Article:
Have you heard of this superfood? Here are 3 powerful benefits of moringa you need to know
(NaturalHealth365) Moringa oleifera, also called the drumstick tree, horseradish tree, or miracle tree is native to India and can also be found growing in Asia, Africa, South America, and even some parts of the southern U.S. As a medicinal plant, moringa has been used for thousands of years. As has been the case for many traditional plants, there is now a resurgence in popularity and interest in this superfood as a nutritional supplement, which is typically consumed as a capsule, powder, or extract.
What are the reported health benefits of moringa, and how much should you take if you’re interested in adding it to your healthy lifestyle routine? Let’s dive into some available research.
Moringa fights inflammation, but there are many other health benefits you should know
Overall, there is a limited amount of research right now on this medicinal plant, especially quality research involving human participants. But so far, here are three things we currently know about the possible health benefits of moringa supplementation on human well-being:
- The moringa plant is highly concentrated in antioxidants including vitamin C, beta-carotene, and quercetin, all of which are known to help fight harmful inflammation. And it appears that adding moringa leaf extract or powder to your daily routine can significantly increase antioxidants in your blood. It also contains an isothiocyanate called moringin; isothiocyanates are a class of plant compounds that have been shown to offer anticancer properties and support the body’s detoxification process.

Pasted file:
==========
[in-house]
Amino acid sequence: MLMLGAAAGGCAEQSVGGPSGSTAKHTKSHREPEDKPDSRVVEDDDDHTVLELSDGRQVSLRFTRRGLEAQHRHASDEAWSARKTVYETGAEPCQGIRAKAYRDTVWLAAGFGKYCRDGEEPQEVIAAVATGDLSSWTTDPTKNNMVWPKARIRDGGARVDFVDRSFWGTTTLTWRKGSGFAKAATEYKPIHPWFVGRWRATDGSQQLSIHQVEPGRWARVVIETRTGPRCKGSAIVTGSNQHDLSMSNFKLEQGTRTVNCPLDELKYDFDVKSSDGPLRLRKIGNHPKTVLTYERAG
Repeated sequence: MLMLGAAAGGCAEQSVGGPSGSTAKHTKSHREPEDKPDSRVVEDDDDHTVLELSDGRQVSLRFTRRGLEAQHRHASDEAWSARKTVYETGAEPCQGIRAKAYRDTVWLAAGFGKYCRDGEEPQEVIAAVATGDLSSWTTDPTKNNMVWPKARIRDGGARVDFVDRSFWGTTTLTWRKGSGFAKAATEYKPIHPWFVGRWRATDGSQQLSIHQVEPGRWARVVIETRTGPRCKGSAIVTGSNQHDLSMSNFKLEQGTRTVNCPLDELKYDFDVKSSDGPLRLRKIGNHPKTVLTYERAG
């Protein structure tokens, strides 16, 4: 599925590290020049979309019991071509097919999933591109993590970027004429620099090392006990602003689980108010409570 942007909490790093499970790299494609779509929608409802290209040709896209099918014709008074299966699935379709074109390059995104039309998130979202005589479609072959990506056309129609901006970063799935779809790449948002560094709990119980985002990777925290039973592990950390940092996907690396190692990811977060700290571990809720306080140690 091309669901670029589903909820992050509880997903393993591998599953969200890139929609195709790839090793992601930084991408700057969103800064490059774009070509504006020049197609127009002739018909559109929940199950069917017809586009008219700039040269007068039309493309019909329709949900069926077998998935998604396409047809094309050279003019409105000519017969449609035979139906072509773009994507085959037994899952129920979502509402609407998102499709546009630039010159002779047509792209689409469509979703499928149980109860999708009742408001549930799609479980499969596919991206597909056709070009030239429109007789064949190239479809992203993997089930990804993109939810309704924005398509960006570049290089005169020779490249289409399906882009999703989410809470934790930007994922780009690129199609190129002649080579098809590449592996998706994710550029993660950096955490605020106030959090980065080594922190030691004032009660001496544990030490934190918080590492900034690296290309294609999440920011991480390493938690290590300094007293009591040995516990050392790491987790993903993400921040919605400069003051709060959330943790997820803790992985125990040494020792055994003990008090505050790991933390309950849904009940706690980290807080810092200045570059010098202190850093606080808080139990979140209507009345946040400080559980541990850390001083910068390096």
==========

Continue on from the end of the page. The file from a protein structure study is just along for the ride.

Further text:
- Taking moringa powder may help lower blood sugar levels. One older study published in the International Journal of Food Sciences and Nutrition found that consuming 50 grams of moringa with a meal reduced rises in blood sugar by over 20 percent. A more recent study in 2012 found that taking 1.5 teaspoons of moringa powder daily for three months was associated with a 13.5 percent reduction in fasting blood sugar levels, on average.
- Moringa may improve blood lipids. A 2016 study published in EMJ Diabetes involving 20 men with diabetes or pre-diabetes determined that daily supplementation with moringa leaf powder was associated with decreased levels of triglycerides, LDL cholesterol, and total cholesterol after two to three months. It’s important to note that these changes were also observed in the control group, and both groups saw increases in “healthy” HDL cholesterol levels — however, the increase was statistically more significant in the group taking moringa.
If you’re going to use moringa supplement, here’s how much you should take, according to the available data
Interested in trying moringa powder or extract yourself? As always, we advise you to chat with your physician before adding any supplement to your routine, especially if you’re breastfeeding, pregnant, taking any other medications, or have a chronic health condition.
That said, consuming the fruit, seeds, and leaves of this plant is likely safe, especially if you select a high-quality product that uses sustainably sourced ingredients without added fillers (Kuli Kuli is a top-rated brand).
And while there’s not enough data to determine the exact amount you should take for optimal health benefits, research studies in humans have found positive results when subjects are taking anywhere from 1.5 teaspoons to 2 tablespoons of moringa powder per day or more.
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Just remember, this information is shared for educational purposes only and is not medical advice. So, refer to your product labels and your doctor for more information.
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